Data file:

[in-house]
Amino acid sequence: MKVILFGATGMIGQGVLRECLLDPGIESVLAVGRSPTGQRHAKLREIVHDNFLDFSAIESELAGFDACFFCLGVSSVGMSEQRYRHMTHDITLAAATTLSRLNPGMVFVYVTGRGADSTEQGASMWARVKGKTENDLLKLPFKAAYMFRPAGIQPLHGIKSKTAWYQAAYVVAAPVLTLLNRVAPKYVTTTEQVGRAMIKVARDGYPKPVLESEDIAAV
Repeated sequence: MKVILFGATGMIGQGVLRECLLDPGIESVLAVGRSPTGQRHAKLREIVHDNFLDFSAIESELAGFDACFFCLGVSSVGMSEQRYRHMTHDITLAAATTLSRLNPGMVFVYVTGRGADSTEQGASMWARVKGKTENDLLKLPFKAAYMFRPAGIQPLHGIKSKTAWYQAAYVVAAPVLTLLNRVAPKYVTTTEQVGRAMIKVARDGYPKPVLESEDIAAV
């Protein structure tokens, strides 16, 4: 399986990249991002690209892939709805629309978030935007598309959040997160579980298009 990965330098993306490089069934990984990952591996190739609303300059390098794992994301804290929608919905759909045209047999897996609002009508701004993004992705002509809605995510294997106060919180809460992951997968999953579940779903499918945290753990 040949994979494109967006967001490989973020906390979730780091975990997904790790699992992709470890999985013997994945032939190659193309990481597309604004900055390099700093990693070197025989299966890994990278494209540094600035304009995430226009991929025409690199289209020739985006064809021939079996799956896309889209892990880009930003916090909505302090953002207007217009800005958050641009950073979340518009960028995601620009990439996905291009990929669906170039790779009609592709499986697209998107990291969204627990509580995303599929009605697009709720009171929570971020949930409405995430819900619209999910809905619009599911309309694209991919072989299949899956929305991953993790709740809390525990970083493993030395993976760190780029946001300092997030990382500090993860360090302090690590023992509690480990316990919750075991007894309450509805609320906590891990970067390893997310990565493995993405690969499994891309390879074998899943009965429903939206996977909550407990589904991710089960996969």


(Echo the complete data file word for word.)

[in-house]
Amino acid sequence: MKVILFGATGMIGQGVLRECLLDPGIESVLAVGRSPTGQRHAKLREIVHDNFLDFSAIESELAGFDACFFCLGVSSVGMSEQRYRHMTHDITLAAATTLSRLNPGMVFVYVTGRGADSTEQGASMWARVKGKTENDLLKLPFKAAYMFRPAGIQPLHGIKSKTAWYQAAYVVAAPVLTLLNRVAPKYVTTTEQVGRAMIKVARDGYPKPVLESEDIAAV
Repeated sequence: MKVILFGATGMIGQGVLRECLLDPGIESVLAVGRSPTGQRHAKLREIVHDNFLDFSAIESELAGFDACFFCLGVSSVGMSEQRYRHMTHDITLAAATTLSRLNPGMVFVYVTGRGADSTEQGASMWARVKGKTENDLLKLPFKAAYMFRPAGIQPLHGIKSKTAWYQAAYVVAAPVLTLLNRVAPKYVTTTEQVGRAMIKVARDGYPKPVLESEDIAAV
């Protein structure tokens, strides 16, 4: 399986990249991002690209892939709805629309978030935007598309959040997160579980298009 990965330098993306490089069934990984990952591996190739609303300059390098794992994301804290929608919905759909045209047999897996609002009508701004993004992705002509809605995510294997106060919180809460992951997968999953579940779903499918945290753990 040949994979494109967006967001490989973020906390979730780091975990997904790790699992992709470890999985013997994945032939190659193309990481597309604004900055390099700093990693070197025989299966890994990278494209540094600035304009995430226009991929025409690199289209020739985006064809021939079996799956896309889209892990880009930003916090909505302090953002207007217009800005958050641009950073979340518009960028995601620009990439996905291009990929669906170039790779009609592709499986697209998107990291969204627990509580995303599929009605697009709720009171929570971020949930409405995430819900619209999910809905619009599911309309694209991919072989299949899956929305991953993790709740809390525990970083493993030395993976760190780029946001300092997030990382500090993860360090302090690590023992509690480990316990919750075991007894309450509805609320906590891990970067390893997310990565493995993405690969499994891309390879074998899943009965429903939206996977909550407990589904991710089960996969």